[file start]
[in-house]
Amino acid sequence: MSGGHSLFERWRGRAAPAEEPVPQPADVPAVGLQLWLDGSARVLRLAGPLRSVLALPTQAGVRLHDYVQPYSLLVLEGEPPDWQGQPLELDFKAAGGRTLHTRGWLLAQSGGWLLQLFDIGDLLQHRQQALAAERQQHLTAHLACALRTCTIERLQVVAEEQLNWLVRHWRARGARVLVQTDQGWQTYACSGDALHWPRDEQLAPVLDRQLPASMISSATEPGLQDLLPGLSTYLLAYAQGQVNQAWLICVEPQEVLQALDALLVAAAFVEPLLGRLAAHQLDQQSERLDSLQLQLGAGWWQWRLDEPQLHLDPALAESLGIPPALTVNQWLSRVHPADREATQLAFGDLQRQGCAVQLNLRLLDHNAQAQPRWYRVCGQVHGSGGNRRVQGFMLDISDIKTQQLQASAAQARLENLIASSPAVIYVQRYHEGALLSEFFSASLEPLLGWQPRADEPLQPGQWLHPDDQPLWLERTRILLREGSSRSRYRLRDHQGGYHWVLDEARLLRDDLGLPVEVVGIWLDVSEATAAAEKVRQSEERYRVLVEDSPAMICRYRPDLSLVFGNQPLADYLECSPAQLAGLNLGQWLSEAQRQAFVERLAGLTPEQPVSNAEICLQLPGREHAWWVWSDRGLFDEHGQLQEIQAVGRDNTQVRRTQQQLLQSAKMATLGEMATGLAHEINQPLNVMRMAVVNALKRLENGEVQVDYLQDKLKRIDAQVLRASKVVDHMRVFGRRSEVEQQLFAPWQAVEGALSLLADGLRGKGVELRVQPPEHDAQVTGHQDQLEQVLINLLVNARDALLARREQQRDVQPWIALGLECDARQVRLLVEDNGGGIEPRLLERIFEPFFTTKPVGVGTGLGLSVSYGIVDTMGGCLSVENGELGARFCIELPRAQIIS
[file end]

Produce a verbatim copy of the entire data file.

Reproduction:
[in-house]
Amino acid sequence: MSGGHSLFERWRGRAAPAEEPVPQPADVPAVGLQLWLDGSARVLRLAGPLRSVLALPTQAGVRLHDYVQPYSLLVLEGEPPDWQGQPLELDFKAAGGRTLHTRGWLLAQSGGWLLQLFDIGDLLQHRQQALAAERQQHLTAHLACALRTCTIERLQVVAEEQLNWLVRHWRARGARVLVQTDQGWQTYACSGDALHWPRDEQLAPVLDRQLPASMISSATEPGLQDLLPGLSTYLLAYAQGQVNQAWLICVEPQEVLQALDALLVAAAFVEPLLGRLAAHQLDQQSERLDSLQLQLGAGWWQWRLDEPQLHLDPALAESLGIPPALTVNQWLSRVHPADREATQLAFGDLQRQGCAVQLNLRLLDHNAQAQPRWYRVCGQVHGSGGNRRVQGFMLDISDIKTQQLQASAAQARLENLIASSPAVIYVQRYHEGALLSEFFSASLEPLLGWQPRADEPLQPGQWLHPDDQPLWLERTRILLREGSSRSRYRLRDHQGGYHWVLDEARLLRDDLGLPVEVVGIWLDVSEATAAAEKVRQSEERYRVLVEDSPAMICRYRPDLSLVFGNQPLADYLECSPAQLAGLNLGQWLSEAQRQAFVERLAGLTPEQPVSNAEICLQLPGREHAWWVWSDRGLFDEHGQLQEIQAVGRDNTQVRRTQQQLLQSAKMATLGEMATGLAHEINQPLNVMRMAVVNALKRLENGEVQVDYLQDKLKRIDAQVLRASKVVDHMRVFGRRSEVEQQLFAPWQAVEGALSLLADGLRGKGVELRVQPPEHDAQVTGHQDQLEQVLINLLVNARDALLARREQQRDVQPWIALGLECDARQVRLLVEDNGGGIEPRLLERIFEPFFTTKPVGVGTGLGLSVSYGIVDTMGGCLSVENGELGARFCIELPRAQIIS